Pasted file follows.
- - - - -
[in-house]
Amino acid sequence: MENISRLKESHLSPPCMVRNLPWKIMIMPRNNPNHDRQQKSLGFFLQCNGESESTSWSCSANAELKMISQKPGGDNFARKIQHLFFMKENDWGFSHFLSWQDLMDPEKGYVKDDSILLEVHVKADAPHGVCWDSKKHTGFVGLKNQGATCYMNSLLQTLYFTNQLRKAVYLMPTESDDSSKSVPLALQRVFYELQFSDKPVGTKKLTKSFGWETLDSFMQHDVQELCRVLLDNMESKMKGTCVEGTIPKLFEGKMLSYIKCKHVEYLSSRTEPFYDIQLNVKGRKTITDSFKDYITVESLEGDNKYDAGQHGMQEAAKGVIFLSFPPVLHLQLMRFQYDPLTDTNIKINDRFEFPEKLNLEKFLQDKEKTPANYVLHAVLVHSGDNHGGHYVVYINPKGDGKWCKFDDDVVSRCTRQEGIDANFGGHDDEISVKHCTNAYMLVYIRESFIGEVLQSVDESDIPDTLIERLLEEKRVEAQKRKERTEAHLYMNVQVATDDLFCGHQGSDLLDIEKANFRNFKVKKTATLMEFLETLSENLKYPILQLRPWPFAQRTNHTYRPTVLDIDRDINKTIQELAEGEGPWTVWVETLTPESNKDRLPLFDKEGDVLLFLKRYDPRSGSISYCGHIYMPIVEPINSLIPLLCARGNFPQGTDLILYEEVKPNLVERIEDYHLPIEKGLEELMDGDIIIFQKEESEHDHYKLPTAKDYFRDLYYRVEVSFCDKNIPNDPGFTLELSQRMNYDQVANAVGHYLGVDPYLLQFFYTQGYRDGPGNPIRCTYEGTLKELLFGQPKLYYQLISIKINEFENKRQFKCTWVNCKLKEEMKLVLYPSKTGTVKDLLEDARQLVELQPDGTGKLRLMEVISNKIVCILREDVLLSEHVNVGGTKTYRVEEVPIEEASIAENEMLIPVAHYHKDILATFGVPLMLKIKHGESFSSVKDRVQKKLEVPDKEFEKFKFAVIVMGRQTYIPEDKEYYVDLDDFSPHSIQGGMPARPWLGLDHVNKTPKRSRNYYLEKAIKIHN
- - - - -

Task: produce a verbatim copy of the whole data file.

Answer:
[in-house]
Amino acid sequence: MENISRLKESHLSPPCMVRNLPWKIMIMPRNNPNHDRQQKSLGFFLQCNGESESTSWSCSANAELKMISQKPGGDNFARKIQHLFFMKENDWGFSHFLSWQDLMDPEKGYVKDDSILLEVHVKADAPHGVCWDSKKHTGFVGLKNQGATCYMNSLLQTLYFTNQLRKAVYLMPTESDDSSKSVPLALQRVFYELQFSDKPVGTKKLTKSFGWETLDSFMQHDVQELCRVLLDNMESKMKGTCVEGTIPKLFEGKMLSYIKCKHVEYLSSRTEPFYDIQLNVKGRKTITDSFKDYITVESLEGDNKYDAGQHGMQEAAKGVIFLSFPPVLHLQLMRFQYDPLTDTNIKINDRFEFPEKLNLEKFLQDKEKTPANYVLHAVLVHSGDNHGGHYVVYINPKGDGKWCKFDDDVVSRCTRQEGIDANFGGHDDEISVKHCTNAYMLVYIRESFIGEVLQSVDESDIPDTLIERLLEEKRVEAQKRKERTEAHLYMNVQVATDDLFCGHQGSDLLDIEKANFRNFKVKKTATLMEFLETLSENLKYPILQLRPWPFAQRTNHTYRPTVLDIDRDINKTIQELAEGEGPWTVWVETLTPESNKDRLPLFDKEGDVLLFLKRYDPRSGSISYCGHIYMPIVEPINSLIPLLCARGNFPQGTDLILYEEVKPNLVERIEDYHLPIEKGLEELMDGDIIIFQKEESEHDHYKLPTAKDYFRDLYYRVEVSFCDKNIPNDPGFTLELSQRMNYDQVANAVGHYLGVDPYLLQFFYTQGYRDGPGNPIRCTYEGTLKELLFGQPKLYYQLISIKINEFENKRQFKCTWVNCKLKEEMKLVLYPSKTGTVKDLLEDARQLVELQPDGTGKLRLMEVISNKIVCILREDVLLSEHVNVGGTKTYRVEEVPIEEASIAENEMLIPVAHYHKDILATFGVPLMLKIKHGESFSSVKDRVQKKLEVPDKEFEKFKFAVIVMGRQTYIPEDKEYYVDLDDFSPHSIQGGMPARPWLGLDHVNKTPKRSRNYYLEKAIKIHN